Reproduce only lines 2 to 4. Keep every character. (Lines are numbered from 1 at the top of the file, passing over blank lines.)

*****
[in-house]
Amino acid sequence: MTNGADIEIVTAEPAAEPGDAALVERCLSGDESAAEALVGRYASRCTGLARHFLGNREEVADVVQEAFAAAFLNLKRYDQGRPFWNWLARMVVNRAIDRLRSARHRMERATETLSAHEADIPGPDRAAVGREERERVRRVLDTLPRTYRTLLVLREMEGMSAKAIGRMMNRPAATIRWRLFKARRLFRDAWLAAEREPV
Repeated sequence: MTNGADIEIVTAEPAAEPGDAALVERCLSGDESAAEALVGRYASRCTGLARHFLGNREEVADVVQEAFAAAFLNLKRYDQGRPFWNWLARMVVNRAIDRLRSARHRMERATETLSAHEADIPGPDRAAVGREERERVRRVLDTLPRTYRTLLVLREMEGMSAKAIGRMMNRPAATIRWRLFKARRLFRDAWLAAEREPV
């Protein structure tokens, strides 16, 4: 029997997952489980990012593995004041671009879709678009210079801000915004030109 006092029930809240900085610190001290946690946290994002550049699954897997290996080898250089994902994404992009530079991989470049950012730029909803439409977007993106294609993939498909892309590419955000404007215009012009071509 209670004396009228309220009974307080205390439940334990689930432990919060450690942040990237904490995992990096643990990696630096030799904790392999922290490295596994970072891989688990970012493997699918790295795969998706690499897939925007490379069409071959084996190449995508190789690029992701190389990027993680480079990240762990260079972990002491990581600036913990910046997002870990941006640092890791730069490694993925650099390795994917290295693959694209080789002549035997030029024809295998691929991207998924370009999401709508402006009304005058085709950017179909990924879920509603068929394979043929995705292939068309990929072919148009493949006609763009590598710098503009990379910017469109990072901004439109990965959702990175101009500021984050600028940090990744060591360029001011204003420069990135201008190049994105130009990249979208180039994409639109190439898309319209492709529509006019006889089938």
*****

Amino acid sequence: MTNGADIEIVTAEPAAEPGDAALVERCLSGDESAAEALVGRYASRCTGLARHFLGNREEVADVVQEAFAAAFLNLKRYDQGRPFWNWLARMVVNRAIDRLRSARHRMERATETLSAHEADIPGPDRAAVGREERERVRRVLDTLPRTYRTLLVLREMEGMSAKAIGRMMNRPAATIRWRLFKARRLFRDAWLAAEREPV
Repeated sequence: MTNGADIEIVTAEPAAEPGDAALVERCLSGDESAAEALVGRYASRCTGLARHFLGNREEVADVVQEAFAAAFLNLKRYDQGRPFWNWLARMVVNRAIDRLRSARHRMERATETLSAHEADIPGPDRAAVGREERERVRRVLDTLPRTYRTLLVLREMEGMSAKAIGRMMNRPAATIRWRLFKARRLFRDAWLAAEREPV
């Protein structure tokens, strides 16, 4: 029997997952489980990012593995004041671009879709678009210079801000915004030109 006092029930809240900085610190001290946690946290994002550049699954897997290996080898250089994902994404992009530079991989470049950012730029909803439409977007993106294609993939498909892309590419955000404007215009012009071509 209670004396009228309220009974307080205390439940334990689930432990919060450690942040990237904490995992990096643990990696630096030799904790392999922290490295596994970072891989688990970012493997699918790295795969998706690499897939925007490379069409071959084996190449995508190789690029992701190389990027993680480079990240762990260079972990002491990581600036913990910046997002870990941006640092890791730069490694993925650099390795994917290295693959694209080789002549035997030029024809295998691929991207998924370009999401709508402006009304005058085709950017179909990924879920509603068929394979043929995705292939068309990929072919148009493949006609763009590598710098503009990379910017469109990072901004439109990965959702990175101009500021984050600028940090990744060591360029001011204003420069990135201008190049994105130009990249979208180039994409639109190439898309319209492709529509006019006889089938």